01-C-09-L-xThe era of technology is often one rife with ageism. You hear an awful lot about ‘the young people’ manipulating today’s electronics and new hardware and software, as well as new startups with a pile of glossy looking 20 something, barely shaving, hipsters at the helm. These whippersnappers are blowing everyone’s blowing minds, creating and participating in the new industrial revolution, and rocking tradition as we know it. That of course is a very narrow view, though, of technology and its users today–and especially 3D printing. Many who are behind it are pushing it forward, and are using today’s technology to its greatest potential may boast well more than a few gray hairs.

Now, I’m not speaking for Alan Zerobnick’s hair color whatsoever, but it is inspirational to point out that at 70, he is busy still teaching the youngsters a thing or two–and in a very relevant area of 3D printing: shoemaking. The footwear industry is one that we seem to follow continually in regards to 3D printing, as it is one that so perfectly can embrace all the benefits, from personalization and customization to speed in production to–best of all–greater affordability.

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Alan Zerobnick

Zerobnick, of Port Townsend, Washington, founded Shoeschool in 1981. Essentially the predecessor what we might think of as a shoe makerspace, he developed a communal work area for shoemakers where they could group together while crafting customized shoes, completely from hand. That process for a pair of shoes took about five days–from sandals to formals–and absolutely no pre-assembly involved.

Students learned how to make the shoes through Zerobnick’s hands-on instruction. They also learned how important the ‘shoe last’ is in craftsmanship as it is a true model of the foot and is crucial in its use for molding materials–as well as for determining (very importantly, as we all know!) the comfort of the shoe.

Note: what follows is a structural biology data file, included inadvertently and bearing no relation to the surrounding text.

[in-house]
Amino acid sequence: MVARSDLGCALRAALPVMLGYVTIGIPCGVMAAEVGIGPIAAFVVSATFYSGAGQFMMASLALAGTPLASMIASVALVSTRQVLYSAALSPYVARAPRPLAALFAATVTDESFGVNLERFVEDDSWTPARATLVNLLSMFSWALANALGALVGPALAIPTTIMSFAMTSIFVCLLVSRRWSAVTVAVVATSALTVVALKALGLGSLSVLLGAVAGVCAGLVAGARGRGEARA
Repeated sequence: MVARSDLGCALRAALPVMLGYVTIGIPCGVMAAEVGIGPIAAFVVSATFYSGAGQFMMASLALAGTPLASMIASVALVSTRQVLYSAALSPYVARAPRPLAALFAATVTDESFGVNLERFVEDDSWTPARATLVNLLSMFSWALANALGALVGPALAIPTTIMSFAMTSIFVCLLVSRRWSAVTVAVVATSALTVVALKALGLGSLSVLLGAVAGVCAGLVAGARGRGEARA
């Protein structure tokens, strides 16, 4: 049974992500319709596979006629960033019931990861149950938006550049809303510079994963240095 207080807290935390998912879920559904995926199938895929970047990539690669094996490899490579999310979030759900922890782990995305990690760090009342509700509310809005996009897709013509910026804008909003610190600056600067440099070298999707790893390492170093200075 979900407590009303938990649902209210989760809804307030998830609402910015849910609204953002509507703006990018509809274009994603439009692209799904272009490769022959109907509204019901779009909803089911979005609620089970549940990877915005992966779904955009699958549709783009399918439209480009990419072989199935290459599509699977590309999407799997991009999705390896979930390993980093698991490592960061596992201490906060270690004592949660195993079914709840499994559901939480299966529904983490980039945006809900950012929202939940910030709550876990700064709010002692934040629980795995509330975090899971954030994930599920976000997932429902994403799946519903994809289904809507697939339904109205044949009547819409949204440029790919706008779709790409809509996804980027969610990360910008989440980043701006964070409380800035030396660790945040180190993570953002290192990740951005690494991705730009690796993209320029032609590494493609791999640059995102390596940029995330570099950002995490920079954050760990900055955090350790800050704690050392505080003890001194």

With customization being of such absolute importance in footwear made entirely from scratch, Zerobnick worked to perfect a software program years ago to make life easier, and perfection more attainable. As 3D printing became available however, Zerobnik, a passionate technogeek, embraced the technology, well aware of how many benefits it had for his business. The only problem was that 3D printers did not embrace the files emanating from his own software.

Zerobnick’s IGES files using NURBS (Non-Uniform Rational B-Spline) simply were not going to work with a 3D printer. He needed a way to convert them so they would be suitable for 3D printing, but realized conversion would be quite the challenge due to the complexity and shape of the content.

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“The IGES – NURBS models used for converting the shoe lasts are completely amorphous surfaces, comprised of compound curves, with no straight lines or flat surfaces,” said Zerobnik.

Producing even a slightly damaged file as a result would be a waste of time, obviously reducing the quality of his shoes. The conversion to the .stl, .obj, or other polygonal format was needed.

Zerobnik found a solution though, much to his delight–and that of the creators of Russia-based CAD Exchanger as well. With CAD Exchanger, Zerobnik has been able to address all previous conversion challenges. This is due to the help of the patent-pending algorithms that process the IGES NURBS surfaces, as well as ‘healing’ the damaged edges and surfaces.

According to the CAD Exchanger team, the software supports most broadly used formats and can efficiently exchange product assembly structures, B-Rep and polygonal representations, properties, materials, colors and other meta data.

Now, Zerobnik’s classes have progressed to teaching the future generation of those interested in crafting shoes, and he shows them how to integrate 3D printing, as well as other technologies, into what was once a much more time-consuming practice. Not only that–he has created 3D printed DigiLast shoe lasts.  Let’s hear your thoughts on these techniques in the 3D Printed Show Lasts forum on 3DPB.com.

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